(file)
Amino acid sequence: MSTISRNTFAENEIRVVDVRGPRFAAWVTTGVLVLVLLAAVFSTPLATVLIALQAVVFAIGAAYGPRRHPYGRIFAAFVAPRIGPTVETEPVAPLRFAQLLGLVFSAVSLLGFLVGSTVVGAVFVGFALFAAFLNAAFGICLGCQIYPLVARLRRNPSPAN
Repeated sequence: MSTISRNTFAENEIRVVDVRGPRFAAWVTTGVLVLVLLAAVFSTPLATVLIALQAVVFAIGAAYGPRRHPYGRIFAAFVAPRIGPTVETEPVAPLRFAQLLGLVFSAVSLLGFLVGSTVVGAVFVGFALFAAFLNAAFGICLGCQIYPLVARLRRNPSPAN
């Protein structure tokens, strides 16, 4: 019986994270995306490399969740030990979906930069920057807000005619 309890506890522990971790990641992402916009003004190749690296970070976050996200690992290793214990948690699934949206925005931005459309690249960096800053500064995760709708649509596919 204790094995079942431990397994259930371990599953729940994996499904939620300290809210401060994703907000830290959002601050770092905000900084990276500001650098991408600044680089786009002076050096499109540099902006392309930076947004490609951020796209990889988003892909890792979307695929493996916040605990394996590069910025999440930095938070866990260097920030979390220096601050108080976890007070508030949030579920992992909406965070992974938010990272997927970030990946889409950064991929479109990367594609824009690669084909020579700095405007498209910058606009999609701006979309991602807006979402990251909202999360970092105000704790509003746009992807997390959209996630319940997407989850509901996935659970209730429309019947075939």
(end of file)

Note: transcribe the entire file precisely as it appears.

Amino acid sequence: MSTISRNTFAENEIRVVDVRGPRFAAWVTTGVLVLVLLAAVFSTPLATVLIALQAVVFAIGAAYGPRRHPYGRIFAAFVAPRIGPTVETEPVAPLRFAQLLGLVFSAVSLLGFLVGSTVVGAVFVGFALFAAFLNAAFGICLGCQIYPLVARLRRNPSPAN
Repeated sequence: MSTISRNTFAENEIRVVDVRGPRFAAWVTTGVLVLVLLAAVFSTPLATVLIALQAVVFAIGAAYGPRRHPYGRIFAAFVAPRIGPTVETEPVAPLRFAQLLGLVFSAVSLLGFLVGSTVVGAVFVGFALFAAFLNAAFGICLGCQIYPLVARLRRNPSPAN
């Protein structure tokens, strides 16, 4: 019986994270995306490399969740030990979906930069920057807000005619 309890506890522990971790990641992402916009003004190749690296970070976050996200690992290793214990948690699934949206925005931005459309690249960096800053500064995760709708649509596919 204790094995079942431990397994259930371990599953729940994996499904939620300290809210401060994703907000830290959002601050770092905000900084990276500001650098991408600044680089786009002076050096499109540099902006392309930076947004490609951020796209990889988003892909890792979307695929493996916040605990394996590069910025999440930095938070866990260097920030979390220096601050108080976890007070508030949030579920992992909406965070992974938010990272997927970030990946889409950064991929479109990367594609824009690669084909020579700095405007498209910058606009999609701006979309991602807006979402990251909202999360970092105000704790509003746009992807997390959209996630319940997407989850509901996935659970209730429309019947075939």